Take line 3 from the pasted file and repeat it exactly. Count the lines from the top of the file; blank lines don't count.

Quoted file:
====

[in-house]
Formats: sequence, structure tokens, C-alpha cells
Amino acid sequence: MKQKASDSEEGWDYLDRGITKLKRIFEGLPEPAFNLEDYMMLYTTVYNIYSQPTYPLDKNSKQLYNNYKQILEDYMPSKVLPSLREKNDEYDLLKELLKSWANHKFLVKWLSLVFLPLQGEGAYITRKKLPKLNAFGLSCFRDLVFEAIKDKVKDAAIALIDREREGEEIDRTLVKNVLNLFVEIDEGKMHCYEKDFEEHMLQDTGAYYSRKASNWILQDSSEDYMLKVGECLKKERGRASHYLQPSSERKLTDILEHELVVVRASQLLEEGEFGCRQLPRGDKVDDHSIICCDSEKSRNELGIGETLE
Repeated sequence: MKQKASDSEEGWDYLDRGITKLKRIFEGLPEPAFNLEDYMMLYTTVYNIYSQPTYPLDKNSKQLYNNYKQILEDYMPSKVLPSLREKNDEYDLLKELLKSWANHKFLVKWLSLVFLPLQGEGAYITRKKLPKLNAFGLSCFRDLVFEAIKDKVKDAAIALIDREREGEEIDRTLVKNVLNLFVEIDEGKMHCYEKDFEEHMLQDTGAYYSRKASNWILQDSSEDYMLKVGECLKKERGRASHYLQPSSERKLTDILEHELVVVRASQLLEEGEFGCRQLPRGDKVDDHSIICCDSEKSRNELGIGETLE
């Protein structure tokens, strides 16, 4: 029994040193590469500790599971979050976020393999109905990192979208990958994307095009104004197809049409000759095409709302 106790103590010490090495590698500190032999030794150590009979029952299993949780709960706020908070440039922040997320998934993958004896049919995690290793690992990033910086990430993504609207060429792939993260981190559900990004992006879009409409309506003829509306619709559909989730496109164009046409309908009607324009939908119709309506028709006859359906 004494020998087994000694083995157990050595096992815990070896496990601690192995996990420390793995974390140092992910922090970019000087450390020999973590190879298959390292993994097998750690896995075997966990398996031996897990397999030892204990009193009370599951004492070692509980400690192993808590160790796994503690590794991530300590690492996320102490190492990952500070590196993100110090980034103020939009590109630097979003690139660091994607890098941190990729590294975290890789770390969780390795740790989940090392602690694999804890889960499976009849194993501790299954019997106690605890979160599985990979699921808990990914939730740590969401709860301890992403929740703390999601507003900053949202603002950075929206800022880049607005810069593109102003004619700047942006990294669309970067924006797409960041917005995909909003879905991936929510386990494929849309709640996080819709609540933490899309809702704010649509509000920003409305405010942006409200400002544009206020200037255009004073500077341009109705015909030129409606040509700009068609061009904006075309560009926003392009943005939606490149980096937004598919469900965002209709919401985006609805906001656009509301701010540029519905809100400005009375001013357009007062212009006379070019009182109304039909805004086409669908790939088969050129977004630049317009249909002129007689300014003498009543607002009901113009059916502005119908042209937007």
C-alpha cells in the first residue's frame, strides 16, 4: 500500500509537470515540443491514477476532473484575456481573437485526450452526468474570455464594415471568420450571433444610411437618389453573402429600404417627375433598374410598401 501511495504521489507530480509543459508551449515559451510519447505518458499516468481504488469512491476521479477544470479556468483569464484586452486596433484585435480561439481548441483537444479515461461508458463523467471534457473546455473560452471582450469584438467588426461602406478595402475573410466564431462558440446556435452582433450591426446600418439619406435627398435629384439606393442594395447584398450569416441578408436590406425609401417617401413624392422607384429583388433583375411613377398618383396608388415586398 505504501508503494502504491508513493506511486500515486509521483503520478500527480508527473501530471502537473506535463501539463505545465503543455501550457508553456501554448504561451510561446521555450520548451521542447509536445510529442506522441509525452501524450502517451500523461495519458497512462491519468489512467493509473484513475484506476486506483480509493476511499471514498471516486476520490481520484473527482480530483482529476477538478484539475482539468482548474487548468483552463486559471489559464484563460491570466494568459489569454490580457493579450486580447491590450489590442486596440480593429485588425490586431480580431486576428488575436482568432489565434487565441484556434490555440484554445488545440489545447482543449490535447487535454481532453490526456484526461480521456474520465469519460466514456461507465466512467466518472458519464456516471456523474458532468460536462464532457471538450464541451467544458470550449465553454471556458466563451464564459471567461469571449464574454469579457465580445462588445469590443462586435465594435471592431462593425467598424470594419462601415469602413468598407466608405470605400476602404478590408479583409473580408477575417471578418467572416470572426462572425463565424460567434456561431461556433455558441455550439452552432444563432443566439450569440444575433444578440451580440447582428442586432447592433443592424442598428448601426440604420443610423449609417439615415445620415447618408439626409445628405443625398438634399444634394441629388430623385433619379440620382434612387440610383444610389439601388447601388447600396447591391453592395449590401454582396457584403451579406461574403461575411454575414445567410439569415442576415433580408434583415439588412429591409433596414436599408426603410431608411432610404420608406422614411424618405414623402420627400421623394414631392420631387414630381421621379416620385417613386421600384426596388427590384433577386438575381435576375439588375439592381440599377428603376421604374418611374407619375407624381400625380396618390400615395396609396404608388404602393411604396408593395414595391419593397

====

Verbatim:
Amino acid sequence: MKQKASDSEEGWDYLDRGITKLKRIFEGLPEPAFNLEDYMMLYTTVYNIYSQPTYPLDKNSKQLYNNYKQILEDYMPSKVLPSLREKNDEYDLLKELLKSWANHKFLVKWLSLVFLPLQGEGAYITRKKLPKLNAFGLSCFRDLVFEAIKDKVKDAAIALIDREREGEEIDRTLVKNVLNLFVEIDEGKMHCYEKDFEEHMLQDTGAYYSRKASNWILQDSSEDYMLKVGECLKKERGRASHYLQPSSERKLTDILEHELVVVRASQLLEEGEFGCRQLPRGDKVDDHSIICCDSEKSRNELGIGETLE